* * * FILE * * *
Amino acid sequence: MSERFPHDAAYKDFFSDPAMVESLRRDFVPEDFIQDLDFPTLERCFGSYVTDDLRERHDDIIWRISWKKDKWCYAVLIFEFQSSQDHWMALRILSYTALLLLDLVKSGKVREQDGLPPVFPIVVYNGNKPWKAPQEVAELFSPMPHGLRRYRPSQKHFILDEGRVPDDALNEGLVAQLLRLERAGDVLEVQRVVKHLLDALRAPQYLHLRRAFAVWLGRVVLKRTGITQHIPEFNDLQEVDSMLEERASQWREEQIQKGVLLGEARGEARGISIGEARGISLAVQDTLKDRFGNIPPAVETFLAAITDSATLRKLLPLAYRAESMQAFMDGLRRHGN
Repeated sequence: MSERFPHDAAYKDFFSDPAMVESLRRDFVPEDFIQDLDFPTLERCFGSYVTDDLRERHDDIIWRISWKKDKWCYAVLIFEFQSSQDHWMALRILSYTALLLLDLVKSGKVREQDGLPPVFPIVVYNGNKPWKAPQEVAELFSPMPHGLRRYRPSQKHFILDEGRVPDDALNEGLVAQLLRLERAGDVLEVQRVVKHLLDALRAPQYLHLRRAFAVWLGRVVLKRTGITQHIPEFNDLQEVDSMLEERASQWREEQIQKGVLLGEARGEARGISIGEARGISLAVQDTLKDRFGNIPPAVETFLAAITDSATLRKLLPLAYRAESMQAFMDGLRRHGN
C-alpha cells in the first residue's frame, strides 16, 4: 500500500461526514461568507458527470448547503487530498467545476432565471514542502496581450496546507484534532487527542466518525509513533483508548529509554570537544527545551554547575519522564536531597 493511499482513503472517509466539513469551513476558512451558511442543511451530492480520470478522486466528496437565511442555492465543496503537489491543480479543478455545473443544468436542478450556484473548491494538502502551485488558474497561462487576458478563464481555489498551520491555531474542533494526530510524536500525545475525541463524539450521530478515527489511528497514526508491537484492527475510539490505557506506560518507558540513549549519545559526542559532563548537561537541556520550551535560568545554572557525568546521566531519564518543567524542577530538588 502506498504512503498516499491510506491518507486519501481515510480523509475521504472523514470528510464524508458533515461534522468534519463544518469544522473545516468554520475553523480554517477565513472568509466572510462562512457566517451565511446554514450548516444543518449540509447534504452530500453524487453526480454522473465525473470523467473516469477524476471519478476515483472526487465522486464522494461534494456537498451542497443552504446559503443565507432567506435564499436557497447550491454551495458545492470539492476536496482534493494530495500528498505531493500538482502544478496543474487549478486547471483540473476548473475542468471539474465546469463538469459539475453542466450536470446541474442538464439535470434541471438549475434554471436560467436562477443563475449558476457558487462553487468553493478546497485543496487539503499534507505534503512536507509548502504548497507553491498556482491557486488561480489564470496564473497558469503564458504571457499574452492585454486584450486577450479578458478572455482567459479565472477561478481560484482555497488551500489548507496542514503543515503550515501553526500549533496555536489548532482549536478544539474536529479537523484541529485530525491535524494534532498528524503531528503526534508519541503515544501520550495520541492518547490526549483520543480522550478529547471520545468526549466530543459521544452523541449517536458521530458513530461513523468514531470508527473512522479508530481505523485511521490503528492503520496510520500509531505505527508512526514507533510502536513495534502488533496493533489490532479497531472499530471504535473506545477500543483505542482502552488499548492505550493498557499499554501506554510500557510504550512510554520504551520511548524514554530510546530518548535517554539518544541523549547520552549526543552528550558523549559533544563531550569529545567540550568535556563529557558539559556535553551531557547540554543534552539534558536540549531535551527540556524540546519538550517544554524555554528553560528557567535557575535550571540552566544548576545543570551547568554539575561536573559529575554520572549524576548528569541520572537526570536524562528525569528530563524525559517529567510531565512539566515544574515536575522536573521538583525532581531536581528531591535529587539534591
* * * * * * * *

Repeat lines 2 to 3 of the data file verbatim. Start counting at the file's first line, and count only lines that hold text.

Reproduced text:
Repeated sequence: MSERFPHDAAYKDFFSDPAMVESLRRDFVPEDFIQDLDFPTLERCFGSYVTDDLRERHDDIIWRISWKKDKWCYAVLIFEFQSSQDHWMALRILSYTALLLLDLVKSGKVREQDGLPPVFPIVVYNGNKPWKAPQEVAELFSPMPHGLRRYRPSQKHFILDEGRVPDDALNEGLVAQLLRLERAGDVLEVQRVVKHLLDALRAPQYLHLRRAFAVWLGRVVLKRTGITQHIPEFNDLQEVDSMLEERASQWREEQIQKGVLLGEARGEARGISIGEARGISLAVQDTLKDRFGNIPPAVETFLAAITDSATLRKLLPLAYRAESMQAFMDGLRRHGN
C-alpha cells in the first residue's frame, strides 16, 4: 500500500461526514461568507458527470448547503487530498467545476432565471514542502496581450496546507484534532487527542466518525509513533483508548529509554570537544527545551554547575519522564536531597 493511499482513503472517509466539513469551513476558512451558511442543511451530492480520470478522486466528496437565511442555492465543496503537489491543480479543478455545473443544468436542478450556484473548491494538502502551485488558474497561462487576458478563464481555489498551520491555531474542533494526530510524536500525545475525541463524539450521530478515527489511528497514526508491537484492527475510539490505557506506560518507558540513549549519545559526542559532563548537561537541556520550551535560568545554572557525568546521566531519564518543567524542577530538588 502506498504512503498516499491510506491518507486519501481515510480523509475521504472523514470528510464524508458533515461534522468534519463544518469544522473545516468554520475553523480554517477565513472568509466572510462562512457566517451565511446554514450548516444543518449540509447534504452530500453524487453526480454522473465525473470523467473516469477524476471519478476515483472526487465522486464522494461534494456537498451542497443552504446559503443565507432567506435564499436557497447550491454551495458545492470539492476536496482534493494530495500528498505531493500538482502544478496543474487549478486547471483540473476548473475542468471539474465546469463538469459539475453542466450536470446541474442538464439535470434541471438549475434554471436560467436562477443563475449558476457558487462553487468553493478546497485543496487539503499534507505534503512536507509548502504548497507553491498556482491557486488561480489564470496564473497558469503564458504571457499574452492585454486584450486577450479578458478572455482567459479565472477561478481560484482555497488551500489548507496542514503543515503550515501553526500549533496555536489548532482549536478544539474536529479537523484541529485530525491535524494534532498528524503531528503526534508519541503515544501520550495520541492518547490526549483520543480522550478529547471520545468526549466530543459521544452523541449517536458521530458513530461513523468514531470508527473512522479508530481505523485511521490503528492503520496510520500509531505505527508512526514507533510502536513495534502488533496493533489490532479497531472499530471504535473506545477500543483505542482502552488499548492505550493498557499499554501506554510500557510504550512510554520504551520511548524514554530510546530518548535517554539518544541523549547520552549526543552528550558523549559533544563531550569529545567540550568535556563529557558539559556535553551531557547540554543534552539534558536540549531535551527540556524540546519538550517544554524555554528553560528557567535557575535550571540552566544548576545543570551547568554539575561536573559529575554520572549524576548528569541520572537526570536524562528525569528530563524525559517529567510531565512539566515544574515536575522536573521538583525532581531536581528531591535529587539534591